Everyone’s favorite Vancouver Canuck is set to play his 500th NHL game tonight in Nashville. Yes, it’s halfway to 1,000 for Alex Burrows.
Now, say what you will about Burrows, and plenty has been said, but the determination he’s shown since going undrafted out of junior is admirable. Not many NHLers can say they played in the ECHL. And not only has Burrows gone from the Greenville Grrrowl (yes, that’s the way they spelled it) to the best league in the world, he’s gone from the Greenville Grrrowl to skating on a line with Daniel and Henrik Sedin, two of the best players in the world.
“It was always a dream to play in the NHL and it was really a big dream sometimes with those long bus rides,” Burrows told the Vancouver Sun about his ECHL days in South Carolina and Louisiana. “You are going to games where there are no scouts and no one really cares about hockey. It’s all about college football, college basketball, that’s all people really care about. It’s tough to get out of there.”
Burrows plays an agitating style that makes it easy for people to overlook all the things he does well, so he reaps what he sows in that way. But that’s the style that got him to where he is today.
Craig Heisinger, the former general manager of the AHL’s Manitoba Moose, is the one who threw Burrows a lifeline out of the ECHL.
“I’d like to be able to say we saw in Alex what he has become today but the truth of the matter is we didn’t,” Heisinger said Monday. “We thought Alex would be a good replacement for Jimmy Roy, who was an absolute (bleep)-disturber and that’s how Alex played.
“To say that we projected him to be a first-line winger on one of the best lines in the NHL, that would be very much of a stretch. He’s the one who has taken advantage of the opportunity.”
It wasn’t pretty, and they might have lost key defenseman Matt Niskanen to injury, but at least the Washington Capitals managed a win against the Boston Bruins.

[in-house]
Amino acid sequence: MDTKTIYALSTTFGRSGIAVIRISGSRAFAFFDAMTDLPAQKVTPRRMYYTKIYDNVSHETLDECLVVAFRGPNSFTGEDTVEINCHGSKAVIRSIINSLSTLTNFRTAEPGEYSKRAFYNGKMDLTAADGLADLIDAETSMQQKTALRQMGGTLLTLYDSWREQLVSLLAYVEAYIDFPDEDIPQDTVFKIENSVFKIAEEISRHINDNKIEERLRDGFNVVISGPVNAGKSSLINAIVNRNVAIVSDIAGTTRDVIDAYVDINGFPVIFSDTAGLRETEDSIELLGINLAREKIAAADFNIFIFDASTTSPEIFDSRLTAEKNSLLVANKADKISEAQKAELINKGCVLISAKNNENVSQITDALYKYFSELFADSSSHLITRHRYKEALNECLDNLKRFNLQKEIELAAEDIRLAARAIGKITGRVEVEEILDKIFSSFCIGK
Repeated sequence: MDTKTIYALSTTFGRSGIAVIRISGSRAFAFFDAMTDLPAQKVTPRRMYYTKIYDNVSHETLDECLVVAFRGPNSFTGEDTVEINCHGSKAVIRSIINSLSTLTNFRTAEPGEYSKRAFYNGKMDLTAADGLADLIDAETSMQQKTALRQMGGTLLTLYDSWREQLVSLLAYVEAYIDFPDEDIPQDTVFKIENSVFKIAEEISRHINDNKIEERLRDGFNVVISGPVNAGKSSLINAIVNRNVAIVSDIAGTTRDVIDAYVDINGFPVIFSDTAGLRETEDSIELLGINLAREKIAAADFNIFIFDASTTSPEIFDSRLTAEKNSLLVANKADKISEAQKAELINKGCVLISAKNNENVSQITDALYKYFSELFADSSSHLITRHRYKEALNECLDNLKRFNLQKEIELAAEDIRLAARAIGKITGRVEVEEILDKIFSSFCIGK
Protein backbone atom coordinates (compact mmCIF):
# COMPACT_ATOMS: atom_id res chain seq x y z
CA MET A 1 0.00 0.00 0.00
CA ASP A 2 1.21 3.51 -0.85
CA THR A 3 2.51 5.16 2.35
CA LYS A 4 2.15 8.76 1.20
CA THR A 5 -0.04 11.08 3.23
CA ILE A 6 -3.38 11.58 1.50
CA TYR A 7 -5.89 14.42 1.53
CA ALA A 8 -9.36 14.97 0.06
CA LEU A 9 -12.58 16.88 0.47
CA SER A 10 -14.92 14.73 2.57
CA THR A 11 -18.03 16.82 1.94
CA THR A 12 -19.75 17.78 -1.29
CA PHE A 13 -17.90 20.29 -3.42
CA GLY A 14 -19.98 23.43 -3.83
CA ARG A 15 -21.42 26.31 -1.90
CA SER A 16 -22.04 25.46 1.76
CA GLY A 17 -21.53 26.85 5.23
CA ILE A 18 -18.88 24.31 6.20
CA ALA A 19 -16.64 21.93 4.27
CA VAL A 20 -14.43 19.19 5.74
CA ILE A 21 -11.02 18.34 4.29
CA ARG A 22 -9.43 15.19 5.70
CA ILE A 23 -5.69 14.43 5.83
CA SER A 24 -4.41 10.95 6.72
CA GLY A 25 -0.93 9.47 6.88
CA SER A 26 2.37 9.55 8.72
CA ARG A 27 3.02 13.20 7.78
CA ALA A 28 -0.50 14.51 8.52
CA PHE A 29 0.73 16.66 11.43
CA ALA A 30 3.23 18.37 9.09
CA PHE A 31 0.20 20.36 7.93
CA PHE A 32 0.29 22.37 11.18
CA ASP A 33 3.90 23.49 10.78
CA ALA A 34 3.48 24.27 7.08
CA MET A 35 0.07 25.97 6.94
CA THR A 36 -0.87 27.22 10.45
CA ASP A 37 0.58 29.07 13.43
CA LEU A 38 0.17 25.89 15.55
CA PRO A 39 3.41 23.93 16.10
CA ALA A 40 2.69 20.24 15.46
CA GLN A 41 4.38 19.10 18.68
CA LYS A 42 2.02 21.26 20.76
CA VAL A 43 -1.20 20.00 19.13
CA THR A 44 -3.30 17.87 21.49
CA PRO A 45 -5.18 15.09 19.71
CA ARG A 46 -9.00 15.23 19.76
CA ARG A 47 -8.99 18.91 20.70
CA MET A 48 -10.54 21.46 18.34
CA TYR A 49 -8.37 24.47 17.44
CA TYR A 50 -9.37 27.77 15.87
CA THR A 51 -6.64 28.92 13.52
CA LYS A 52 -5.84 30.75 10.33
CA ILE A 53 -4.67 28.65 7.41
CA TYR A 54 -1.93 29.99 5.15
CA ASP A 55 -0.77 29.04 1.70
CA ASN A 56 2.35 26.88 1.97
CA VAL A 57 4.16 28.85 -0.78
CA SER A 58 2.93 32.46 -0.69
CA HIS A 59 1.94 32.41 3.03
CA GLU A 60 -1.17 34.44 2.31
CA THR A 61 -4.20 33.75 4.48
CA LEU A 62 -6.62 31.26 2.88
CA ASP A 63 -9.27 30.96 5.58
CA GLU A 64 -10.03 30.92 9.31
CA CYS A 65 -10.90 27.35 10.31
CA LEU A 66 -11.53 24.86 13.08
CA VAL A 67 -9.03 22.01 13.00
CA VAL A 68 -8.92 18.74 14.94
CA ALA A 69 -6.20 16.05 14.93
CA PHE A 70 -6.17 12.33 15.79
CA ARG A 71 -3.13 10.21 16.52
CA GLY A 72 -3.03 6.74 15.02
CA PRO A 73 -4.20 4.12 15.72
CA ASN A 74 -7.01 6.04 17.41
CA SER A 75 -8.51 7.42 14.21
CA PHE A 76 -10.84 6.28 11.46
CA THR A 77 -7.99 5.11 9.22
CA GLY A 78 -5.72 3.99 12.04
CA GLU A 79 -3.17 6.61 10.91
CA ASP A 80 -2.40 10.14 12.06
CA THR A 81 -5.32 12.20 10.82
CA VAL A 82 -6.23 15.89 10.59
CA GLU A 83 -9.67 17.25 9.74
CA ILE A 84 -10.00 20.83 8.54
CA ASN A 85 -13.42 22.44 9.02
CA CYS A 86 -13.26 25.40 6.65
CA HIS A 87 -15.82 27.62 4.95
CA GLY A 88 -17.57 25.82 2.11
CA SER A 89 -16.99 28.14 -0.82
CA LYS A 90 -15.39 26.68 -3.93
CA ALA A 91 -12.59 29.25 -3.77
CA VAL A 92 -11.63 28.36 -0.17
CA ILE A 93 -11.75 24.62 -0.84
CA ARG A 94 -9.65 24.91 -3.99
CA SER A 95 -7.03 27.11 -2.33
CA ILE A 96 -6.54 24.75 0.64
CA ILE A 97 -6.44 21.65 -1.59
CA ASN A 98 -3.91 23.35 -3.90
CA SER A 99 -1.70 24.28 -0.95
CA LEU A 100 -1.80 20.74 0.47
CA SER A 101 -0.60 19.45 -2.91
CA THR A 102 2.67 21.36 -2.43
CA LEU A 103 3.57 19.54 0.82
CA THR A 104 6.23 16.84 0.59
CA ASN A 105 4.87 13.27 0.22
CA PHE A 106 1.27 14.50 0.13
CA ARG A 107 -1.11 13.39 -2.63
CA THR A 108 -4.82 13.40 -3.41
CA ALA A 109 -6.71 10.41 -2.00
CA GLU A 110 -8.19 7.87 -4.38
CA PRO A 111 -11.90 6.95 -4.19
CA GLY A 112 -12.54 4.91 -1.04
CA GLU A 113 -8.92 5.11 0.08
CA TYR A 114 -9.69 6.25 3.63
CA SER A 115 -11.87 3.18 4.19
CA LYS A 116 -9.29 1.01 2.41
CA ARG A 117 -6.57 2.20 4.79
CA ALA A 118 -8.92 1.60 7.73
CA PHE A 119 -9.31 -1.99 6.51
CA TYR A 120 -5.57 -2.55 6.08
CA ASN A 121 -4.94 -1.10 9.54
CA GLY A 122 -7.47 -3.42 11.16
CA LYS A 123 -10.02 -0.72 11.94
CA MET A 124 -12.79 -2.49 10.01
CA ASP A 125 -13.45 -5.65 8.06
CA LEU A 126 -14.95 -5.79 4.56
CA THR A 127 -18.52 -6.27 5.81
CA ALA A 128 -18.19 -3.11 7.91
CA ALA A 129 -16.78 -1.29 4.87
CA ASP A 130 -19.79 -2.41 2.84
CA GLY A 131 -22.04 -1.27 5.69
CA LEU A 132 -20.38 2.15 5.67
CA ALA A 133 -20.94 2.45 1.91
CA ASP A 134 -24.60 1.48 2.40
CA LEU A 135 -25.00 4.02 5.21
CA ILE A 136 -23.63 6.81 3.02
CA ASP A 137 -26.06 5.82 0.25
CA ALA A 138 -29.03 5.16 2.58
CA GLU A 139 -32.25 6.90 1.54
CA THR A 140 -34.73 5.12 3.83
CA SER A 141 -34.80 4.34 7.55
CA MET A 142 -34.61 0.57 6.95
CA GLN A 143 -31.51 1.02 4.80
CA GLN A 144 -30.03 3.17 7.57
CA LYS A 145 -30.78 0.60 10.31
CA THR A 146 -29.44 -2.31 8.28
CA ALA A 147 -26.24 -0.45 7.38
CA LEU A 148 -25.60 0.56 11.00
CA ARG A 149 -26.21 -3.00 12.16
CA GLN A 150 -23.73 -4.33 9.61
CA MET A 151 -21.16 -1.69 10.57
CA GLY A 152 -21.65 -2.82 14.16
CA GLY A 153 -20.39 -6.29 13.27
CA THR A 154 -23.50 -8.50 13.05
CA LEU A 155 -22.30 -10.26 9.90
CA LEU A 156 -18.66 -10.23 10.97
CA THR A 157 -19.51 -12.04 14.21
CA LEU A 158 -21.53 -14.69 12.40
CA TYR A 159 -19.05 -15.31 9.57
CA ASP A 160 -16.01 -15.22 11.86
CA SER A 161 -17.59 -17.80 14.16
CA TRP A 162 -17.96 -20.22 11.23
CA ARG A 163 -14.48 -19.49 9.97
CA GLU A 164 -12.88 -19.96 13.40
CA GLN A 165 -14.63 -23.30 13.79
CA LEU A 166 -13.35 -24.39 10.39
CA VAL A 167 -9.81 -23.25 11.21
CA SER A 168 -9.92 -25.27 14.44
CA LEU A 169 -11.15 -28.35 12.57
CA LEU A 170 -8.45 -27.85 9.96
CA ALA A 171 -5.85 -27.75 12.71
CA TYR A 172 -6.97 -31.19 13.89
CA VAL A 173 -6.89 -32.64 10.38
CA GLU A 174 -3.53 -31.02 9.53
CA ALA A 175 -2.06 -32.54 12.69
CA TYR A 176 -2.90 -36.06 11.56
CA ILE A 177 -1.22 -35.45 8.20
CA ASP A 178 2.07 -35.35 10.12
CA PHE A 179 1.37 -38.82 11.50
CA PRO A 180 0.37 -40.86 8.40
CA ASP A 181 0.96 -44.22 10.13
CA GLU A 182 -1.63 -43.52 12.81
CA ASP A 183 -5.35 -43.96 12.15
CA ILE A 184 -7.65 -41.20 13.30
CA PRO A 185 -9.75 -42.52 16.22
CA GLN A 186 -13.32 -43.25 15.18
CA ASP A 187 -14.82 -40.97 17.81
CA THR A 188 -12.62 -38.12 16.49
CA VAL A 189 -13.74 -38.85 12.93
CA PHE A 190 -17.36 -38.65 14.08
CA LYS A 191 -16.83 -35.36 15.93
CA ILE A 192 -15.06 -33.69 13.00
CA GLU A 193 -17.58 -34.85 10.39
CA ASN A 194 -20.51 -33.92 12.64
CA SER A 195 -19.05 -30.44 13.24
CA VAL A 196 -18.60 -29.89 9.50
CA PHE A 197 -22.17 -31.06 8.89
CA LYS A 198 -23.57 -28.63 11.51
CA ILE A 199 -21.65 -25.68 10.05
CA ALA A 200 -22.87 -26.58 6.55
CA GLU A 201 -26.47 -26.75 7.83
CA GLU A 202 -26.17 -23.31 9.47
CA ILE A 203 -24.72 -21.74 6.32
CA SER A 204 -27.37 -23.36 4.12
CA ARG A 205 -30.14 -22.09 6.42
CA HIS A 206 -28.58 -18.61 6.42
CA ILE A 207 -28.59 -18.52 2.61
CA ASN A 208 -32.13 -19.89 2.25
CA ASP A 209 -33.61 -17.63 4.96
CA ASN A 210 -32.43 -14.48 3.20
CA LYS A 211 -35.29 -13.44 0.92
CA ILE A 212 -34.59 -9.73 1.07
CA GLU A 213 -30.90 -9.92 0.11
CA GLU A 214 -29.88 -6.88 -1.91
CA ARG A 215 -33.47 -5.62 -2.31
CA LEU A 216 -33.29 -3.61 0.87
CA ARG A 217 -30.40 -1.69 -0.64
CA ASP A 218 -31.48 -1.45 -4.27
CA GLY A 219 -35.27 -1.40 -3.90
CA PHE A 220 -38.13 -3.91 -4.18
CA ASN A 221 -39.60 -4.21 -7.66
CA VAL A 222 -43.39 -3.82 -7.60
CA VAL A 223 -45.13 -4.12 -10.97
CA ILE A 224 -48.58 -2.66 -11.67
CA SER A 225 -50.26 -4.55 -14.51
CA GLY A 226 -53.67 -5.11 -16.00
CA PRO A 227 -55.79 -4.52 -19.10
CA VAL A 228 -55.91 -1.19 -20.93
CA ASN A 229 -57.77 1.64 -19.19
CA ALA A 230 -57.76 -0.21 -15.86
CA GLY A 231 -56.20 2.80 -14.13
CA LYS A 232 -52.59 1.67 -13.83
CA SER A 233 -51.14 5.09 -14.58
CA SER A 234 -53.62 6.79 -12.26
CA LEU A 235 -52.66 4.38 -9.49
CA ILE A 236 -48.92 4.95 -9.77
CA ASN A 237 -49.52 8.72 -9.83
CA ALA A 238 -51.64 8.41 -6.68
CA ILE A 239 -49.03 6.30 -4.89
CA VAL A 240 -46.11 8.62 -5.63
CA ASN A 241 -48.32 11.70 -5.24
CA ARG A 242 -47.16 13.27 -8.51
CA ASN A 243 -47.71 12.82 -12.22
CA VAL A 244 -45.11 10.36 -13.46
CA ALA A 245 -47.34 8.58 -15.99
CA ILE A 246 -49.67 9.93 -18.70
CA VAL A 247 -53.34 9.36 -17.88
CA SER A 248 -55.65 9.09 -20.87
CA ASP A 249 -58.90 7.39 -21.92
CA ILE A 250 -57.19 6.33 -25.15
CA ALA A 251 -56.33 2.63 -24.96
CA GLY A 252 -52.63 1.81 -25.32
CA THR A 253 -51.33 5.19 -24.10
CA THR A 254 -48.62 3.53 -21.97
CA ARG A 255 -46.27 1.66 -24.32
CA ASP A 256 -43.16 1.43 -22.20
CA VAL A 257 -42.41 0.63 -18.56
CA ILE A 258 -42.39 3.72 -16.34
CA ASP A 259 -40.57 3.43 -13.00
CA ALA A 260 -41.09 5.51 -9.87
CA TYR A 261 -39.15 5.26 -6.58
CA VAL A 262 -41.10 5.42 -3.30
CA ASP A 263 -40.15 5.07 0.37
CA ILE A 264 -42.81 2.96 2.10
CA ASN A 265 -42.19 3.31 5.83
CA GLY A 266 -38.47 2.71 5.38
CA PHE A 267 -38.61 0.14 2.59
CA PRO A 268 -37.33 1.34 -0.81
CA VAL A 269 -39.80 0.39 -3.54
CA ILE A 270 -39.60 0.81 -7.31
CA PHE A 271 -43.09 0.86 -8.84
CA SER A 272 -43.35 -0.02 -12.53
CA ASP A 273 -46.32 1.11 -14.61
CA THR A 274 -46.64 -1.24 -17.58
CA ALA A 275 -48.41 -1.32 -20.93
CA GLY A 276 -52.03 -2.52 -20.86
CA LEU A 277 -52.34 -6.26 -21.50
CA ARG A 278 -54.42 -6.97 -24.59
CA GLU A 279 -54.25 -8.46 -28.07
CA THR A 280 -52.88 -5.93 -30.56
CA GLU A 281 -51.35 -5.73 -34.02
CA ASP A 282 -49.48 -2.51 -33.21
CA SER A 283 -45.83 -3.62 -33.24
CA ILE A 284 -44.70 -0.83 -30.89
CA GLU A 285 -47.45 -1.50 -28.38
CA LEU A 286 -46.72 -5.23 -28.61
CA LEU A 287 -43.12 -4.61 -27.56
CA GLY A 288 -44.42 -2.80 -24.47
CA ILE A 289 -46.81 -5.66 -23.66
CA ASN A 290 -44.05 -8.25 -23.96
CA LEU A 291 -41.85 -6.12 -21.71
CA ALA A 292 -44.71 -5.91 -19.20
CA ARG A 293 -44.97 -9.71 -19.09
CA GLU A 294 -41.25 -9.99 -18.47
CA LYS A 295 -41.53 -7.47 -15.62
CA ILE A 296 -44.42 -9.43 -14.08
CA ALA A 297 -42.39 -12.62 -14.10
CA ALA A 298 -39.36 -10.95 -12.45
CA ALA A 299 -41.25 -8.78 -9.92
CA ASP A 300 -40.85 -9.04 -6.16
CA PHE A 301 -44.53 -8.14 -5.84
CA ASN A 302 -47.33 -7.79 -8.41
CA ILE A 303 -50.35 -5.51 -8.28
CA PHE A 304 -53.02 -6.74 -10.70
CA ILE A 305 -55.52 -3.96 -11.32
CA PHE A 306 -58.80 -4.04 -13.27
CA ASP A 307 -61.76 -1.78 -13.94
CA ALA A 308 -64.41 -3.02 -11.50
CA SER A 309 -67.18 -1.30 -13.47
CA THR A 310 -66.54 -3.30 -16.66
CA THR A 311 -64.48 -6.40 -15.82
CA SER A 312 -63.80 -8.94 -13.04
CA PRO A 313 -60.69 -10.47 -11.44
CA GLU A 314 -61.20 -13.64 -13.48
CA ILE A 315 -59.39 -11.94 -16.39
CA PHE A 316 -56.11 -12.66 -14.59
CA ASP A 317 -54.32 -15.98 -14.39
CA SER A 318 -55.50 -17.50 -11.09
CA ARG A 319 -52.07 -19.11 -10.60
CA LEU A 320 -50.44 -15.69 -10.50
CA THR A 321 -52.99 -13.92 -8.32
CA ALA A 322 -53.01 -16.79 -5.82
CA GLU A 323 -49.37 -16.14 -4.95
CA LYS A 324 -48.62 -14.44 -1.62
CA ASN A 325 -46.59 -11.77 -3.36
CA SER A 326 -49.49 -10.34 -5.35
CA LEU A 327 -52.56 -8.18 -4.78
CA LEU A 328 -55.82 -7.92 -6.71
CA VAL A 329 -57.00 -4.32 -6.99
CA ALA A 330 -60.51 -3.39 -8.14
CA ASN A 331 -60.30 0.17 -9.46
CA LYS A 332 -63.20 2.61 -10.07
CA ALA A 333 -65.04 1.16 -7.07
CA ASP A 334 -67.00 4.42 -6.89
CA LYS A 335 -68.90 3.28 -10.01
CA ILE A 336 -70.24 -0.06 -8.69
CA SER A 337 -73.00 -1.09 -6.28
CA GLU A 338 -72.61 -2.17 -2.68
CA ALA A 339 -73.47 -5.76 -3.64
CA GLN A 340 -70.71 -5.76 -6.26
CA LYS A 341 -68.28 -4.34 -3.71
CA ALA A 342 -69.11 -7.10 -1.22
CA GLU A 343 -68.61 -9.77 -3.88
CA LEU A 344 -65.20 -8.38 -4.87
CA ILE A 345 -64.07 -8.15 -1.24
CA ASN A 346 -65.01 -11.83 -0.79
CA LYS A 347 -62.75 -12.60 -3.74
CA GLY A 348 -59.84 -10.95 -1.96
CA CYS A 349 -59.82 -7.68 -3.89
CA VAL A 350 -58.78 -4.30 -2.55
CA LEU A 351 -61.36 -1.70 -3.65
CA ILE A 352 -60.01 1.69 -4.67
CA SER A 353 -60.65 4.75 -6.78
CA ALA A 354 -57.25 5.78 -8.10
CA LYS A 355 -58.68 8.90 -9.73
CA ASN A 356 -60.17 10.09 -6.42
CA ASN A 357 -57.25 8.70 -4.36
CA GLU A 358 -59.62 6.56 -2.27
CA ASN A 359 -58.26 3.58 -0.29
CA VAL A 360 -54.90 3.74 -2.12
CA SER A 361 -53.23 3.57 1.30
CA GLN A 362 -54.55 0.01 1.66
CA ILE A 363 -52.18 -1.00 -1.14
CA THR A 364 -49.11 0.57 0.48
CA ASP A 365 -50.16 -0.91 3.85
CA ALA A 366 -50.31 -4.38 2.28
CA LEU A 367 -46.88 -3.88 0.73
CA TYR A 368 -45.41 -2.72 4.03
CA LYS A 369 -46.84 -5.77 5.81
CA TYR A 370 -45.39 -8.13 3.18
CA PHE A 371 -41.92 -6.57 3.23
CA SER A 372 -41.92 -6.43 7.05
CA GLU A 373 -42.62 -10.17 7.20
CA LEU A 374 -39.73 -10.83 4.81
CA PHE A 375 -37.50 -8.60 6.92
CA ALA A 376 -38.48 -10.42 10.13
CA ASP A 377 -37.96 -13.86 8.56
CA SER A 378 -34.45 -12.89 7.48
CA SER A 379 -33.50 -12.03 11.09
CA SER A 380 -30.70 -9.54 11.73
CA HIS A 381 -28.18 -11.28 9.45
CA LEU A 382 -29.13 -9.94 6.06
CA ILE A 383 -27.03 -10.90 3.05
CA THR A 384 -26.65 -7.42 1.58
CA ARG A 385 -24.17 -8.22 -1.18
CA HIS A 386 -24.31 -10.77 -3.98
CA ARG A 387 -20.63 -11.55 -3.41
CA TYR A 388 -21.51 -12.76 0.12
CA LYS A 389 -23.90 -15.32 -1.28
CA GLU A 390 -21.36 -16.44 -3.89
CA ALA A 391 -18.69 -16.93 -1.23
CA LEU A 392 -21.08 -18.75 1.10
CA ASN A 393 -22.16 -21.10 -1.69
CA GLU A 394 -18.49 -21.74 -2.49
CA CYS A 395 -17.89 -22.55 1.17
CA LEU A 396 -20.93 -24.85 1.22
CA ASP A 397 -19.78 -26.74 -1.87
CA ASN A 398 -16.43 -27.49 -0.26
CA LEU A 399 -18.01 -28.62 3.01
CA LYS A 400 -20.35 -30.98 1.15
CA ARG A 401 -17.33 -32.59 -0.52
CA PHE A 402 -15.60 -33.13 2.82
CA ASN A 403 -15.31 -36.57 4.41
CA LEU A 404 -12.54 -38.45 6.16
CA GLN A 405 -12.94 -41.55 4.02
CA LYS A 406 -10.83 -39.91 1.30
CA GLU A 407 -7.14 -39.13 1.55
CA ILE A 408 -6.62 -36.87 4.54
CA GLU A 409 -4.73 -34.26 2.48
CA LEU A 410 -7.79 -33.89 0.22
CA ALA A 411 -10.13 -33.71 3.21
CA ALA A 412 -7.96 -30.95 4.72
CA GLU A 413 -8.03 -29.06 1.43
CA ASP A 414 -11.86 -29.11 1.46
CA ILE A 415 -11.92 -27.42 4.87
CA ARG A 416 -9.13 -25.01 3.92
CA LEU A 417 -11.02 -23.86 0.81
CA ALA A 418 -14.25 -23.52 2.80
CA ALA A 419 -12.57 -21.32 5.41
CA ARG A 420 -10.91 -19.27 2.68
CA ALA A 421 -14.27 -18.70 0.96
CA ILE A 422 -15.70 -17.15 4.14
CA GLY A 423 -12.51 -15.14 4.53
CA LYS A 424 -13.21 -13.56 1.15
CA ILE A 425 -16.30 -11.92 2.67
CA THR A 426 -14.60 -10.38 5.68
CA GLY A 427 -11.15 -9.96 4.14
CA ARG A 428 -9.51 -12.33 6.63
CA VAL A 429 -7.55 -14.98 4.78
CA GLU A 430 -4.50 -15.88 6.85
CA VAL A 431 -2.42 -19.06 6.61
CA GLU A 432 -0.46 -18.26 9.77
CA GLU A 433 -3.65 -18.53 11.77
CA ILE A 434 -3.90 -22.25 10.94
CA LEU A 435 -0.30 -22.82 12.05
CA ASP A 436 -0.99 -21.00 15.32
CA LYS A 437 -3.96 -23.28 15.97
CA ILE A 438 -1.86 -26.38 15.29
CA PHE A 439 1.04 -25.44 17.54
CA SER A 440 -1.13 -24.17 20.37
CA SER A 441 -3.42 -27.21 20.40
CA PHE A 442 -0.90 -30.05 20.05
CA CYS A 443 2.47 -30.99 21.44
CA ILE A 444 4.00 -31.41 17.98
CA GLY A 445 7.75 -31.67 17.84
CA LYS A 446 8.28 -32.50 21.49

For a while, it was looking pretty ugly.
After going up 3-0, the Capitals went more than a period’s worth of time without even managing a shot on goal. Whether you lean more toward giving the Bruins credit for fighting back or beating up the Capitals for “sitting on a lead,” it’s staggering that such a dangerous offense could be held in check for so long.
Luckily for Washington, Nicklas Backstrom salvaged the night with an overtime goal to give the Capitals a 4-3 overtime win.
Both teams have had a knack for extending games beyond regulation lately, by the way:
Capitals over the last three games:
Shootout loss to the Lightning
Overtime win against the Sabres
Overtime win tonight against the Bruins
Bruins over the last five games:
Shootout loss against Flyers
Shootout win against Hurricanes
Regulation win against Sabres
Overtime win against Panthers
Overtime loss to the Capitals
Maybe that’s what gets it done in 2016-17: finding ways to carve out wins and shake out rough patches, like the Caps did tonight.
Patrice Bergeron doesn’t have a reputation for dirty hits, but he drew the Washington Capitals’ ire for a hit on Matt Niskanen.
The Capitals consider Niskanen “probable” to return to Wednesday’s game against the Boston Bruins with what they’re calling an upper-body injury. Bergeron received a two-minute boarding penalty for the infraction.
(Check out video of the hit above.)
The Capitals’ Twitter acknowledged the brewing bad feelings.
Does Bergeron deserve supplemental discipline for that boarding hit?
Washington currently leads the game 3-2.
There are plenty of hazards on an NHL rink even if you’re not a player.
Barry Trotz ranks among the coaches who’ve been hit by pucks, though he’s one of the tiny sliver of humans who would shake off a puck to the forehead. It can be dangerous for officials, too, whether it means a wayward puck or wayward player.
The latest example comes in the form of linesman Steve Miller needing help off the ice after a puck hit him in the knee area. As you can see from the video, it looked like he was in serious pain.
It’s refreshing that hockey fans have, for the most part, moved on from debating Tyler Bozak‘s merits.
The general feeling is that the Toronto Maple Leafs use him in appropriate ways these days, so we can simply enjoy his work as a pretty spiffy hockey player.
Speaking of spiffy, check out the sweet moves he made against the Minnesota Wild for the goal above. Feels like you could dub over a Chris Berman “whoop” or two in there, right?
(If you’re into that kind of thing.)
Here’s that gaudy move in isolation and in GIF form: